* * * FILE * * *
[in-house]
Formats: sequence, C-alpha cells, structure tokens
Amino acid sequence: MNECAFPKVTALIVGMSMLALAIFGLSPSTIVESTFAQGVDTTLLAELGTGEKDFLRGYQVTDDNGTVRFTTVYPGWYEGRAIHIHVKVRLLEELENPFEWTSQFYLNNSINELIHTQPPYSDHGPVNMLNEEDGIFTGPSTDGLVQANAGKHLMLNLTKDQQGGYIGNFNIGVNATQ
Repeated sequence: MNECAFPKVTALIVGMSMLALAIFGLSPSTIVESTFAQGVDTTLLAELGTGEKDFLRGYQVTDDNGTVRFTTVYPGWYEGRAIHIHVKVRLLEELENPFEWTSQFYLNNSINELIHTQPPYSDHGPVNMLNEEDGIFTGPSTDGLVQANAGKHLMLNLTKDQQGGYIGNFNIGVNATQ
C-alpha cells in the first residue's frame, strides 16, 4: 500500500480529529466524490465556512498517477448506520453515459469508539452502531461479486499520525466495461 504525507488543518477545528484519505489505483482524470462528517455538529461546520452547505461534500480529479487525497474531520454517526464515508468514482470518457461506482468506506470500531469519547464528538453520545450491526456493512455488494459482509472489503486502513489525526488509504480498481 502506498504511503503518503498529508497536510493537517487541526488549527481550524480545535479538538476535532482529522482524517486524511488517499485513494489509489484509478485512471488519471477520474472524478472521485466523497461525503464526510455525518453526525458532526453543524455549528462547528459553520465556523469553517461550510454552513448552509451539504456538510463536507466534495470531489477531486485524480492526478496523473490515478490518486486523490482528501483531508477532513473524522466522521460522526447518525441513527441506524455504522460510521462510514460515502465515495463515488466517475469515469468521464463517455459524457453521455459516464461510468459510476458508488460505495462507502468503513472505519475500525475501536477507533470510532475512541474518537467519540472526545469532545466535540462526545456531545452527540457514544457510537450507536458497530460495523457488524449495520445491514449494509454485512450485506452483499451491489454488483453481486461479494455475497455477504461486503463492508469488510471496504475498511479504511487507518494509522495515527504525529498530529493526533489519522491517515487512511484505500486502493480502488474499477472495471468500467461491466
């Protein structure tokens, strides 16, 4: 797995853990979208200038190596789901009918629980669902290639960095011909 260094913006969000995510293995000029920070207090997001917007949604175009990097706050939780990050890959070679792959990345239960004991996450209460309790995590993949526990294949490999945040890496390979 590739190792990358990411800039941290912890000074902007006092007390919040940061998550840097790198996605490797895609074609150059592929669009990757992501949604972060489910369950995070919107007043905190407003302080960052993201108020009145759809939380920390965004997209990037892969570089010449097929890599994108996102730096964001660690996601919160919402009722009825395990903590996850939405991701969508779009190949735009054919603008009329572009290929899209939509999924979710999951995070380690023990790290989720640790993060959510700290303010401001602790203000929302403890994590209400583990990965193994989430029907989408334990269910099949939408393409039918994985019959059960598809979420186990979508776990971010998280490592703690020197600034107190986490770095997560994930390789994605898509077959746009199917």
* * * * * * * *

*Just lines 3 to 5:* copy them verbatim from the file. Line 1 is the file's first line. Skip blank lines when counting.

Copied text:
Amino acid sequence: MNECAFPKVTALIVGMSMLALAIFGLSPSTIVESTFAQGVDTTLLAELGTGEKDFLRGYQVTDDNGTVRFTTVYPGWYEGRAIHIHVKVRLLEELENPFEWTSQFYLNNSINELIHTQPPYSDHGPVNMLNEEDGIFTGPSTDGLVQANAGKHLMLNLTKDQQGGYIGNFNIGVNATQ
Repeated sequence: MNECAFPKVTALIVGMSMLALAIFGLSPSTIVESTFAQGVDTTLLAELGTGEKDFLRGYQVTDDNGTVRFTTVYPGWYEGRAIHIHVKVRLLEELENPFEWTSQFYLNNSINELIHTQPPYSDHGPVNMLNEEDGIFTGPSTDGLVQANAGKHLMLNLTKDQQGGYIGNFNIGVNATQ
C-alpha cells in the first residue's frame, strides 16, 4: 500500500480529529466524490465556512498517477448506520453515459469508539452502531461479486499520525466495461 504525507488543518477545528484519505489505483482524470462528517455538529461546520452547505461534500480529479487525497474531520454517526464515508468514482470518457461506482468506506470500531469519547464528538453520545450491526456493512455488494459482509472489503486502513489525526488509504480498481 502506498504511503503518503498529508497536510493537517487541526488549527481550524480545535479538538476535532482529522482524517486524511488517499485513494489509489484509478485512471488519471477520474472524478472521485466523497461525503464526510455525518453526525458532526453543524455549528462547528459553520465556523469553517461550510454552513448552509451539504456538510463536507466534495470531489477531486485524480492526478496523473490515478490518486486523490482528501483531508477532513473524522466522521460522526447518525441513527441506524455504522460510521462510514460515502465515495463515488466517475469515469468521464463517455459524457453521455459516464461510468459510476458508488460505495462507502468503513472505519475500525475501536477507533470510532475512541474518537467519540472526545469532545466535540462526545456531545452527540457514544457510537450507536458497530460495523457488524449495520445491514449494509454485512450485506452483499451491489454488483453481486461479494455475497455477504461486503463492508469488510471496504475498511479504511487507518494509522495515527504525529498530529493526533489519522491517515487512511484505500486502493480502488474499477472495471468500467461491466